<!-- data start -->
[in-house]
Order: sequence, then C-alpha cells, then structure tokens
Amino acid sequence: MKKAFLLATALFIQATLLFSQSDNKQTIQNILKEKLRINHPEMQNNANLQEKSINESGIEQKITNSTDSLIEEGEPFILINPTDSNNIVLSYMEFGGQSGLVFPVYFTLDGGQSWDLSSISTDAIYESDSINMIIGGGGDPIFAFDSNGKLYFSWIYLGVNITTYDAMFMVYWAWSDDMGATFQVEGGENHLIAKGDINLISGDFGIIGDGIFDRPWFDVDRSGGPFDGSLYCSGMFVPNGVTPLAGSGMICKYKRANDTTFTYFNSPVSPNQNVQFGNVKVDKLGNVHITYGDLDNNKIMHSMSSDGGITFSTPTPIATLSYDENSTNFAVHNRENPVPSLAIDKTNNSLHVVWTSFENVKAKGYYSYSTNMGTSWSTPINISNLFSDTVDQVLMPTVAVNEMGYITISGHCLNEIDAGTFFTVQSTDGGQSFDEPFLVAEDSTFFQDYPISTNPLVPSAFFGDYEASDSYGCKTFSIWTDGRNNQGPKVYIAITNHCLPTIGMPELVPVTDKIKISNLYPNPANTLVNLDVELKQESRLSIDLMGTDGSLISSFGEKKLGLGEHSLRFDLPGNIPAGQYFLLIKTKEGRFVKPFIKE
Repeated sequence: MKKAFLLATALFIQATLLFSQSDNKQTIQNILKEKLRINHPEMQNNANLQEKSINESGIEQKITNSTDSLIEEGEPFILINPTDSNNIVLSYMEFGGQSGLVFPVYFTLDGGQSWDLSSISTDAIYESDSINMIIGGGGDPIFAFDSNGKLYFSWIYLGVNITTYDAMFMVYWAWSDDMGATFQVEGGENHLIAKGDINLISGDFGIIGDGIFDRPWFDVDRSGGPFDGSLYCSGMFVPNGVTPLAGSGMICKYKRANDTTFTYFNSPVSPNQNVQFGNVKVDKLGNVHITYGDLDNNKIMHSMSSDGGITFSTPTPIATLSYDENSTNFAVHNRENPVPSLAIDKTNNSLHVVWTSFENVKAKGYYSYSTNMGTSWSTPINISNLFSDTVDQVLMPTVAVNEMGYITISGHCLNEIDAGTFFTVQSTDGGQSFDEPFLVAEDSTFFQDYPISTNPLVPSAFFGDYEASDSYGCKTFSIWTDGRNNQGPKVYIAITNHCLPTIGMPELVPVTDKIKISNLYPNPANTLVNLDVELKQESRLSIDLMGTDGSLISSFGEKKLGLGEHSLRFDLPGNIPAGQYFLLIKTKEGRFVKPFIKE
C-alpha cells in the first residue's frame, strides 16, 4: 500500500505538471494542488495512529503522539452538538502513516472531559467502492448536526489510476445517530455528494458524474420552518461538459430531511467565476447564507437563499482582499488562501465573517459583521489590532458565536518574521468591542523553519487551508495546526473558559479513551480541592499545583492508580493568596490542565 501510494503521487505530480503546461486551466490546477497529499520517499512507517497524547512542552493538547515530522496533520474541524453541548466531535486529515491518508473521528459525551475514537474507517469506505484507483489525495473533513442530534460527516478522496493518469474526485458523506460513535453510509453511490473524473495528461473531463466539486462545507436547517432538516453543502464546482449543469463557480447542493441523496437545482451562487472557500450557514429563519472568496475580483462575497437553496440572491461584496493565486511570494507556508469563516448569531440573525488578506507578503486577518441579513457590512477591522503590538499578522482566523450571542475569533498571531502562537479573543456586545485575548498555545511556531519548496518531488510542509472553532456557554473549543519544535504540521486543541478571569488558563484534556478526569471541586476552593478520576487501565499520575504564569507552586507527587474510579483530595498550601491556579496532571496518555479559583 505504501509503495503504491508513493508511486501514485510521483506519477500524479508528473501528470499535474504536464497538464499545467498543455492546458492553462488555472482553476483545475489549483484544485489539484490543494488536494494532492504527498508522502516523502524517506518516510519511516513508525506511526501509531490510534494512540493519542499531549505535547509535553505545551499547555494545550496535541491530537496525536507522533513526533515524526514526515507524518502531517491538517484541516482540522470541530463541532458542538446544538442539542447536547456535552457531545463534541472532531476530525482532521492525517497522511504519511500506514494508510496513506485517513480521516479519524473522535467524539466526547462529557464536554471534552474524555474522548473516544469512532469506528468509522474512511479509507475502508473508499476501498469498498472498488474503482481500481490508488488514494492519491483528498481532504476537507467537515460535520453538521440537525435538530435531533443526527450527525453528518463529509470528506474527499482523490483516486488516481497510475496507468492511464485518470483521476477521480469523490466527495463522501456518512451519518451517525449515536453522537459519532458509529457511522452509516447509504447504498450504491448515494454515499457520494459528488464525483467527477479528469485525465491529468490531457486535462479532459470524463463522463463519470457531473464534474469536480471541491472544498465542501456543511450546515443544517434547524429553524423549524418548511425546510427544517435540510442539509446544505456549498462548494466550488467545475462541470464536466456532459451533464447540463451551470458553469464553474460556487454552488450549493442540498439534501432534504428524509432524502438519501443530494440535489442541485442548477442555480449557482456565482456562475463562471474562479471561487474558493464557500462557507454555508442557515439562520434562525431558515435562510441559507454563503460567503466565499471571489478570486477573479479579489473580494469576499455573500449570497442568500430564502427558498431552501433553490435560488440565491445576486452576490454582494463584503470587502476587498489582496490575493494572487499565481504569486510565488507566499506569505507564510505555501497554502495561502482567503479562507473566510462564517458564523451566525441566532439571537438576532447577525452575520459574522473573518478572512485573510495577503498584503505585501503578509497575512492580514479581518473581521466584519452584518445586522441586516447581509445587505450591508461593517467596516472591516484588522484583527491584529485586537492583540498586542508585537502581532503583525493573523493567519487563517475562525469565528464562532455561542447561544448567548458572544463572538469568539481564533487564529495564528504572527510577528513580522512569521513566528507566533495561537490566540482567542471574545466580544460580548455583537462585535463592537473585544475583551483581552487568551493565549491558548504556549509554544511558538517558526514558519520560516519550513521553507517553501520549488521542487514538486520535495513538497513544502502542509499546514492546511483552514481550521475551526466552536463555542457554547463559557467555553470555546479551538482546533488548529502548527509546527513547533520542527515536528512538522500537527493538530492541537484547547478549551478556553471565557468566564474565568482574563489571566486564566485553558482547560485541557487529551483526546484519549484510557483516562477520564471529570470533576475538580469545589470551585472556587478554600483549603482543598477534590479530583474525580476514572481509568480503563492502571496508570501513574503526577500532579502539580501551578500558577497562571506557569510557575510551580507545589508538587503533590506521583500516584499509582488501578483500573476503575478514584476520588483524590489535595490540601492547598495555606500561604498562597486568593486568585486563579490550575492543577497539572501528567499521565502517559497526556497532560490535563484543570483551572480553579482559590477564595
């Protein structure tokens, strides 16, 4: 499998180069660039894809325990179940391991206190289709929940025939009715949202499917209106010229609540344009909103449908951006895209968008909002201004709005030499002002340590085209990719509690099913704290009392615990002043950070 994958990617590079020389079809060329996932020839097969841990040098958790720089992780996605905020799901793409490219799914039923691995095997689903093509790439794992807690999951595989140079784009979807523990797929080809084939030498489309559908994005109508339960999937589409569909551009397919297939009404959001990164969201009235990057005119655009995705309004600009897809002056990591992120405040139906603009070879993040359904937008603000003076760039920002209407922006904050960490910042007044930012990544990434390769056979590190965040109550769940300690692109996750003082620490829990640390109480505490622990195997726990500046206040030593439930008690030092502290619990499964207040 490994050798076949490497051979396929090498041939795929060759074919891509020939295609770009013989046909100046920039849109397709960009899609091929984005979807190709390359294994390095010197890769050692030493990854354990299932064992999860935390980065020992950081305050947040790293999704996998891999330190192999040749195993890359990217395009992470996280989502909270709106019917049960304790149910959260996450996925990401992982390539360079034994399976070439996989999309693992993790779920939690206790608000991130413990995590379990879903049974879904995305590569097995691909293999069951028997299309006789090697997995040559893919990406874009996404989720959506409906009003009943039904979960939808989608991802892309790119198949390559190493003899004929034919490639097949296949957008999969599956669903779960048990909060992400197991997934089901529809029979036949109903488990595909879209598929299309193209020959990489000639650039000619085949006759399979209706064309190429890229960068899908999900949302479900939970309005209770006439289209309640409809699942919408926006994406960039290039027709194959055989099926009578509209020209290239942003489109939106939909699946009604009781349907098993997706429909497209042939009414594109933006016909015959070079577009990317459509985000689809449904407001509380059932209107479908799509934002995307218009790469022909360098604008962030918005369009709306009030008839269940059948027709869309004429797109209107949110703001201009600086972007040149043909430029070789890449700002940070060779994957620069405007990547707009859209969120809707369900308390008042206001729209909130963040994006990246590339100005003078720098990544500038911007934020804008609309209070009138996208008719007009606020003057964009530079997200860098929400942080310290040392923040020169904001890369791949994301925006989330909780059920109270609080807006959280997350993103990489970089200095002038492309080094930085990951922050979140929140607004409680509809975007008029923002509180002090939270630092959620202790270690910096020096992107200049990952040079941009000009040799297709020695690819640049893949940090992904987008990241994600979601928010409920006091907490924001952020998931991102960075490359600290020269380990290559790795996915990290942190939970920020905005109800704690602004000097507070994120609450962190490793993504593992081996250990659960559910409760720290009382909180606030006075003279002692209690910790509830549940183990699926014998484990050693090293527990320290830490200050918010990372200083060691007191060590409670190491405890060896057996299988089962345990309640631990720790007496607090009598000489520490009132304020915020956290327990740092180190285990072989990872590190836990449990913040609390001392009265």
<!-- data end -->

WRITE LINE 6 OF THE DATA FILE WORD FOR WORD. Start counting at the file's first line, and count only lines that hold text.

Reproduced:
């Protein structure tokens, strides 16, 4: 499998180069660039894809325990179940391991206190289709929940025939009715949202499917209106010229609540344009909103449908951006895209968008909002201004709005030499002002340590085209990719509690099913704290009392615990002043950070 994958990617590079020389079809060329996932020839097969841990040098958790720089992780996605905020799901793409490219799914039923691995095997689903093509790439794992807690999951595989140079784009979807523990797929080809084939030498489309559908994005109508339960999937589409569909551009397919297939009404959001990164969201009235990057005119655009995705309004600009897809002056990591992120405040139906603009070879993040359904937008603000003076760039920002209407922006904050960490910042007044930012990544990434390769056979590190965040109550769940300690692109996750003082620490829990640390109480505490622990195997726990500046206040030593439930008690030092502290619990499964207040 490994050798076949490497051979396929090498041939795929060759074919891509020939295609770009013989046909100046920039849109397709960009899609091929984005979807190709390359294994390095010197890769050692030493990854354990299932064992999860935390980065020992950081305050947040790293999704996998891999330190192999040749195993890359990217395009992470996280989502909270709106019917049960304790149910959260996450996925990401992982390539360079034994399976070439996989999309693992993790779920939690206790608000991130413990995590379990879903049974879904995305590569097995691909293999069951028997299309006789090697997995040559893919990406874009996404989720959506409906009003009943039904979960939808989608991802892309790119198949390559190493003899004929034919490639097949296949957008999969599956669903779960048990909060992400197991997934089901529809029979036949109903488990595909879209598929299309193209020959990489000639650039000619085949006759399979209706064309190429890229960068899908999900949302479900939970309005209770006439289209309640409809699942919408926006994406960039290039027709194959055989099926009578509209020209290239942003489109939106939909699946009604009781349907098993997706429909497209042939009414594109933006016909015959070079577009990317459509985000689809449904407001509380059932209107479908799509934002995307218009790469022909360098604008962030918005369009709306009030008839269940059948027709869309004429797109209107949110703001201009600086972007040149043909430029070789890449700002940070060779994957620069405007990547707009859209969120809707369900308390008042206001729209909130963040994006990246590339100005003078720098990544500038911007934020804008609309209070009138996208008719007009606020003057964009530079997200860098929400942080310290040392923040020169904001890369791949994301925006989330909780059920109270609080807006959280997350993103990489970089200095002038492309080094930085990951922050979140929140607004409680509809975007008029923002509180002090939270630092959620202790270690910096020096992107200049990952040079941009000009040799297709020695690819640049893949940090992904987008990241994600979601928010409920006091907490924001952020998931991102960075490359600290020269380990290559790795996915990290942190939970920020905005109800704690602004000097507070994120609450962190490793993504593992081996250990659960559910409760720290009382909180606030006075003279002692209690910790509830549940183990699926014998484990050693090293527990320290830490200050918010990372200083060691007191060590409670190491405890060896057996299988089962345990309640631990720790007496607090009598000489520490009132304020915020956290327990740092180190285990072989990872590190836990449990913040609390001392009265």